A blog for anyone with an interest in Polperro, publishing and people... with occasional musings on history and humanity.
Posted on February 11, 2020
I was given this ship's prism by an American friend, Roberta Weisberg (see blog January 2016). At first, I wasn’t sure what it was… my first thought was that it was a paperweight of some sort. The smooth, hexagonal face measures three inches between opposing vertices, and three inches between opposing sides. The overall height to the tip is three inches. It is quite heavy for its size, and I'm not sure exactly how old it is.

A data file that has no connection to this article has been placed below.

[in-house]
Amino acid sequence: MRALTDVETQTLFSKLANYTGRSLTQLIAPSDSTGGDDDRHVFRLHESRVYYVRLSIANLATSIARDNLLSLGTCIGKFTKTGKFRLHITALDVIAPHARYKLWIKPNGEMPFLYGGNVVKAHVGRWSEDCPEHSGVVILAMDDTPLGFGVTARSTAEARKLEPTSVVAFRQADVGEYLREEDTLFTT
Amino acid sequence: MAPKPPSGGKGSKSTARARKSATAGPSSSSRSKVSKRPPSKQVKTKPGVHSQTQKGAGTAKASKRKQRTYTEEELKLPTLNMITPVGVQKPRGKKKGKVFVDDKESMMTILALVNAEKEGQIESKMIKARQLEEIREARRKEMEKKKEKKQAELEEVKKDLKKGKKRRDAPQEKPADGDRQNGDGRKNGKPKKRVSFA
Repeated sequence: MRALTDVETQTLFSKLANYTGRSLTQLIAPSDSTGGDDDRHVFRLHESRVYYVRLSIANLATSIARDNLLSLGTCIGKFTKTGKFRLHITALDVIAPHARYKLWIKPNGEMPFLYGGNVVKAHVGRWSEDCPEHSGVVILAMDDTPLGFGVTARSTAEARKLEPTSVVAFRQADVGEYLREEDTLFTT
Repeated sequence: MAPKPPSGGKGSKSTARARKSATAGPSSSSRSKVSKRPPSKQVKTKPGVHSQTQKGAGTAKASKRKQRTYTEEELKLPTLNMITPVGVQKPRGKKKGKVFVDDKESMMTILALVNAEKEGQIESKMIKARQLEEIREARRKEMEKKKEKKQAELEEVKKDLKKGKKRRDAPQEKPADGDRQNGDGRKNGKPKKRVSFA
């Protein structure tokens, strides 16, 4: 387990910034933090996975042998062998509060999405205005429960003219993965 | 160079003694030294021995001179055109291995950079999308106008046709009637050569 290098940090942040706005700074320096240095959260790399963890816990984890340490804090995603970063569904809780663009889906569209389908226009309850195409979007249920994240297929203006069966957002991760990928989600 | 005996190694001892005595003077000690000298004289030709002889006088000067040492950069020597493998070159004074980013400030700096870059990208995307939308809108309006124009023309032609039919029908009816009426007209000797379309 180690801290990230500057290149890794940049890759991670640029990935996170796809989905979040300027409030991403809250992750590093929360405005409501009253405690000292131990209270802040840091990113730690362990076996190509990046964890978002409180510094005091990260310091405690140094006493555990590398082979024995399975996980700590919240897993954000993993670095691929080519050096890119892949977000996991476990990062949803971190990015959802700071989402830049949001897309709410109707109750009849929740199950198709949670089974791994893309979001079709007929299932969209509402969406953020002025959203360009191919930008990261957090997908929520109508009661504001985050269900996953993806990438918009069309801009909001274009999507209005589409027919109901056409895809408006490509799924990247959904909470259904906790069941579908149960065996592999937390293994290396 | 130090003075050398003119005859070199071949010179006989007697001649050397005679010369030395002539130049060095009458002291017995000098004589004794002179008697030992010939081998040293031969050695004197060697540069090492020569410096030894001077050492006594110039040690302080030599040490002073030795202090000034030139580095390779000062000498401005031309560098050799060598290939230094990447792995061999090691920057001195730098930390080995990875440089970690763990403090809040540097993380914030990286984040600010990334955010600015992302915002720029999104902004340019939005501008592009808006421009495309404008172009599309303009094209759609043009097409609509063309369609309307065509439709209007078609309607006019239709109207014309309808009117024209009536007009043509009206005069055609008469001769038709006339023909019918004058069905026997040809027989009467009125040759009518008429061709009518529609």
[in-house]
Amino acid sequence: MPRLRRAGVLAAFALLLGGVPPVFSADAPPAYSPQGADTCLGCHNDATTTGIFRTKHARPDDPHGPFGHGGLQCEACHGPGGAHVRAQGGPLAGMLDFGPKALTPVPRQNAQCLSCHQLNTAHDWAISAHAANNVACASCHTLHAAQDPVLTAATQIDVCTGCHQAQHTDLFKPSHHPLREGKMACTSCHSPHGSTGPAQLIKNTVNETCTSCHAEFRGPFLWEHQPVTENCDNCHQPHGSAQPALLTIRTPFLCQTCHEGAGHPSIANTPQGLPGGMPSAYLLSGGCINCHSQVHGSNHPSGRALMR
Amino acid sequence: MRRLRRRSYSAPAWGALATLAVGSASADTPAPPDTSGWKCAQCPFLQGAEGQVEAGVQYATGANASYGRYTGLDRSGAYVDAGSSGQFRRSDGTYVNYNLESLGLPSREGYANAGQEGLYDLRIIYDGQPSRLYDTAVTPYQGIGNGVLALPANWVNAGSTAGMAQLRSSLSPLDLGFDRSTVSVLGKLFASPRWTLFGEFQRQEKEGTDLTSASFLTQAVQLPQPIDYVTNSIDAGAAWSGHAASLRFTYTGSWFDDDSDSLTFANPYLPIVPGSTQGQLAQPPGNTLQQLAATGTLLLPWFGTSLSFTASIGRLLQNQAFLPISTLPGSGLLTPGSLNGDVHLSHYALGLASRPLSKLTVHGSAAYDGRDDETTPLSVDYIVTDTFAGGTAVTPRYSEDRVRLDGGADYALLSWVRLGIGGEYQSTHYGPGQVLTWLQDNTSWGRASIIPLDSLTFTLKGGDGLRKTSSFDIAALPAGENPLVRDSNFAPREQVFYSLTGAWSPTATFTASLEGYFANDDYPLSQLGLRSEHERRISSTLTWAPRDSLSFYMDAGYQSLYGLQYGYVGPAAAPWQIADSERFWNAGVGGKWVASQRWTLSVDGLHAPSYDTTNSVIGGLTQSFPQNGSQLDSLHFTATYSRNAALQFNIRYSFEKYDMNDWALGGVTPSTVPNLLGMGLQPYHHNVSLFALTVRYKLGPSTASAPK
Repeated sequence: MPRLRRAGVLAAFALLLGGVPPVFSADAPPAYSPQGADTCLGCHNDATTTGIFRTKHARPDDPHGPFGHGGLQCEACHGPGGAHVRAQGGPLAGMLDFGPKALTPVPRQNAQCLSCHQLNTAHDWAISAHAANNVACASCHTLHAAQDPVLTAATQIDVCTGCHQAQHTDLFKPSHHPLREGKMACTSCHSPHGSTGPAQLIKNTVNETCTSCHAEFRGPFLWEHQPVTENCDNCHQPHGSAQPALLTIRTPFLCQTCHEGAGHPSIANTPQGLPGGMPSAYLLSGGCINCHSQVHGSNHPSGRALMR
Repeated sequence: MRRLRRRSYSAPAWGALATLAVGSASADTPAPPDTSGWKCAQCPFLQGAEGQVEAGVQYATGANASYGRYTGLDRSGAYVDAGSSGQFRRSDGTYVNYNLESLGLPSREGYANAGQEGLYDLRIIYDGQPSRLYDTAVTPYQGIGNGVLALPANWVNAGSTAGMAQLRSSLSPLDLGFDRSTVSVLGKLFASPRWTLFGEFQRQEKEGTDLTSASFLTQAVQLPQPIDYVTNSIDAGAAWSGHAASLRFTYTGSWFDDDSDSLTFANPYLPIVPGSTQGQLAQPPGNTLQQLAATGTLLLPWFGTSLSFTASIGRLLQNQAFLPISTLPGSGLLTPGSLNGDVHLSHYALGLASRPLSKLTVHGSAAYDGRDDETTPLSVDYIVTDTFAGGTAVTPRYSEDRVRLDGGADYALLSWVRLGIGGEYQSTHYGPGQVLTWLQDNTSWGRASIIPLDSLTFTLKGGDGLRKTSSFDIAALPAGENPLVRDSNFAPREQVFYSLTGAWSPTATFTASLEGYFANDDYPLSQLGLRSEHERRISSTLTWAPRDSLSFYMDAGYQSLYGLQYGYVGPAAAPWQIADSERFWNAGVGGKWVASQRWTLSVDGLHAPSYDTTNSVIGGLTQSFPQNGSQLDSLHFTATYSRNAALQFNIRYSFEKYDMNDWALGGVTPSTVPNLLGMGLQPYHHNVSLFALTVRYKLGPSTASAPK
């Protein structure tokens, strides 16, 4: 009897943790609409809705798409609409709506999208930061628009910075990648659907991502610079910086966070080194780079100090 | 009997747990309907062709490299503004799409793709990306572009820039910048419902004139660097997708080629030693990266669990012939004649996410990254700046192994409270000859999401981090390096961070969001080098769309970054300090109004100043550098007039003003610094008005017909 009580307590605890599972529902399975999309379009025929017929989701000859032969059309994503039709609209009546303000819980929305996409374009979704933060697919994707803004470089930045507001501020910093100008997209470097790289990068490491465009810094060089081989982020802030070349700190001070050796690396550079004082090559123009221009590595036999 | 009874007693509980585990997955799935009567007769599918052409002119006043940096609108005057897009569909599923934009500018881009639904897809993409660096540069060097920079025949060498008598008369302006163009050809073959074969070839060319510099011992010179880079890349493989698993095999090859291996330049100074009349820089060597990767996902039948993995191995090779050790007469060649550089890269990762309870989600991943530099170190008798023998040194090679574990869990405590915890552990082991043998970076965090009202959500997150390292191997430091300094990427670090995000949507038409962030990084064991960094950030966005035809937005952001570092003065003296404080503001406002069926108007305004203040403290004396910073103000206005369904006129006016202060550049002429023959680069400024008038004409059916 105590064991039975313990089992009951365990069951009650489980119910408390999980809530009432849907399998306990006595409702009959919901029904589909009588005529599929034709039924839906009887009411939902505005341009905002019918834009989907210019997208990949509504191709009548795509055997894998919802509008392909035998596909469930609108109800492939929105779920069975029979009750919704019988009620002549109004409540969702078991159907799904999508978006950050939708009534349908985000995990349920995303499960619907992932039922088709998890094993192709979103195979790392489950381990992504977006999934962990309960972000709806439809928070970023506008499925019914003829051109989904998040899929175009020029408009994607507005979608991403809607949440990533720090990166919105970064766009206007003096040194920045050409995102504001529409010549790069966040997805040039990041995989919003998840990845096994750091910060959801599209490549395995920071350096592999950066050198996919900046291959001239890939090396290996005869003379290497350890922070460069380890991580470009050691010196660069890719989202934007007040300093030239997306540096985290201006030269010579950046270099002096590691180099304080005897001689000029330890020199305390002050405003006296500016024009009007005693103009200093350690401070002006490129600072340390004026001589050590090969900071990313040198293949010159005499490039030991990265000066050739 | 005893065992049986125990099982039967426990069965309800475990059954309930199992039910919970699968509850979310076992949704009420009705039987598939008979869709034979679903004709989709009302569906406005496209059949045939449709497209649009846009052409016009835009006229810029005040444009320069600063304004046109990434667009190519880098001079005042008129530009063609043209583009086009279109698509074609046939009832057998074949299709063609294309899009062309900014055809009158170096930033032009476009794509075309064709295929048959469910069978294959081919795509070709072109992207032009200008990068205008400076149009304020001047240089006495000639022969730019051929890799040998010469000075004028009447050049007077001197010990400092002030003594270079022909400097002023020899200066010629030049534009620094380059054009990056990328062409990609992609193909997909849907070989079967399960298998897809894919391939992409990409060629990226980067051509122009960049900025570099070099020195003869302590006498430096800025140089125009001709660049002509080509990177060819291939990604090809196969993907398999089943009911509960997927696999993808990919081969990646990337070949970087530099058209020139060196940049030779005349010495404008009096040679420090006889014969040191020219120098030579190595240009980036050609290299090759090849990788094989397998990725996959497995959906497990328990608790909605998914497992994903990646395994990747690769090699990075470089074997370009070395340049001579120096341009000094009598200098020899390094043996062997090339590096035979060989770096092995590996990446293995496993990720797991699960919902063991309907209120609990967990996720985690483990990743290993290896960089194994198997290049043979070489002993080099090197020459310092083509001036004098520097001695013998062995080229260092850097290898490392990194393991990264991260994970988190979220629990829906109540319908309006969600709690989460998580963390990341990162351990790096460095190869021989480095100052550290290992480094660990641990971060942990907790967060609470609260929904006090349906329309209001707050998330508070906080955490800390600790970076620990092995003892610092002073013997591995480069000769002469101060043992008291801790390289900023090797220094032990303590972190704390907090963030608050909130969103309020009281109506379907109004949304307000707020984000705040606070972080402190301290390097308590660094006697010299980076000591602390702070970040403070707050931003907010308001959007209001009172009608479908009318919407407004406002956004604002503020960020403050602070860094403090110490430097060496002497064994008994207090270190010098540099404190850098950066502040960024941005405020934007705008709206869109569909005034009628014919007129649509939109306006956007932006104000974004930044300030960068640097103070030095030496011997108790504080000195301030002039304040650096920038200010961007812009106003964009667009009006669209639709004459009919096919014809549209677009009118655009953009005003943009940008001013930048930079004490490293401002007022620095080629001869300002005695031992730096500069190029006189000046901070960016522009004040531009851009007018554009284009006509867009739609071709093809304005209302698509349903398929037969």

What I have since found out was that for centuries, sailing ships used deck prisms to provide a safe source of natural sunlight to illuminate areas below decks. Before electricity, light below a vessel's deck was provided by candles, oil and kerosene lamps - all dangerous aboard a wooden ship. The deck prism was a clever solution: laid flush into the deck, the glass prism refracted and dispersed natural light into the space below from a small deck opening without weakening the planks or becoming a fire hazard. Aboard colliers (coal ships), prisms were also used to keep check on the cargo hold: light from a fire would be collected by the prism and be made visible on the deck even in daylight.
In normal usage, the prism hangs below the overhead and disperses the light sideways; the top is flat and installed flush with the deck, becoming part of the deck. A plain flat glass window would just form a single bright spot below - not very useful for general illumination - hence the prismatic shape.